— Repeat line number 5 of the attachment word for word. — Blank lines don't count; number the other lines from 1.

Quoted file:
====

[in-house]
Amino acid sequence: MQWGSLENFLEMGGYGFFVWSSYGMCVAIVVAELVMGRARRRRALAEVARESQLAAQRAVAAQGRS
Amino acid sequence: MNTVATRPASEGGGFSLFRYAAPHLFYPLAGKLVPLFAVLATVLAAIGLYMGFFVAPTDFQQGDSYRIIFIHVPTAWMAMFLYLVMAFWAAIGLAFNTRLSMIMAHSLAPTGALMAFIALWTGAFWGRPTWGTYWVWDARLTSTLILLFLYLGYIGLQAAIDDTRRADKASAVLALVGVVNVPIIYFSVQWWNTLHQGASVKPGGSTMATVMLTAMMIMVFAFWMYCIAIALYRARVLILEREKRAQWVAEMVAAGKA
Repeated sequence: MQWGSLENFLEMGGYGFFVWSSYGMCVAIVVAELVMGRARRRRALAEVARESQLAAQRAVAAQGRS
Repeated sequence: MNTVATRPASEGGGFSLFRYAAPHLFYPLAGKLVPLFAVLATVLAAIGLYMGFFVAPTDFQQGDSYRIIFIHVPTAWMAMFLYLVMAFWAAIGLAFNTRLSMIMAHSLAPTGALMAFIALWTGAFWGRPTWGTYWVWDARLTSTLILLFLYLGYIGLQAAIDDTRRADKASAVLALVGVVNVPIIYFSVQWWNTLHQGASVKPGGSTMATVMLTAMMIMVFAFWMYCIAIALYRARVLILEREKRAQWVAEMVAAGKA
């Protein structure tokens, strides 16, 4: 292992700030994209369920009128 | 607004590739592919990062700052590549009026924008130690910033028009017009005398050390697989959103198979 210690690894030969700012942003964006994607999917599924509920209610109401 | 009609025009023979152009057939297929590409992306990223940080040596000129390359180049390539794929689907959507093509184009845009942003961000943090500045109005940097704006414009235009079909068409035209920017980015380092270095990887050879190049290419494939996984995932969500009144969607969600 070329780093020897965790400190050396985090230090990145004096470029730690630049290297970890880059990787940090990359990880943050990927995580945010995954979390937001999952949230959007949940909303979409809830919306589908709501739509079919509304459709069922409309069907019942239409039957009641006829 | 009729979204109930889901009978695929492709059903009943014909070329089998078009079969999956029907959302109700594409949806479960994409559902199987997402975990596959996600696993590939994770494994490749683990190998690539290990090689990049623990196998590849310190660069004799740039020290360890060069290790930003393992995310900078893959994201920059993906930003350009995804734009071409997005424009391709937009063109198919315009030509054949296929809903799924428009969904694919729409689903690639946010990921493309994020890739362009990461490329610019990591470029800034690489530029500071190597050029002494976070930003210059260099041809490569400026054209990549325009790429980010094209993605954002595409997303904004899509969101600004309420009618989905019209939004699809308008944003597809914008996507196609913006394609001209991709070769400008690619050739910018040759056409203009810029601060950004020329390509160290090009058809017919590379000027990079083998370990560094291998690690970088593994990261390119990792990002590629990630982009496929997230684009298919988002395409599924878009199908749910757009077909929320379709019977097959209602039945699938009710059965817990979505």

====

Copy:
Repeated sequence: MNTVATRPASEGGGFSLFRYAAPHLFYPLAGKLVPLFAVLATVLAAIGLYMGFFVAPTDFQQGDSYRIIFIHVPTAWMAMFLYLVMAFWAAIGLAFNTRLSMIMAHSLAPTGALMAFIALWTGAFWGRPTWGTYWVWDARLTSTLILLFLYLGYIGLQAAIDDTRRADKASAVLALVGVVNVPIIYFSVQWWNTLHQGASVKPGGSTMATVMLTAMMIMVFAFWMYCIAIALYRARVLILEREKRAQWVAEMVAAGKA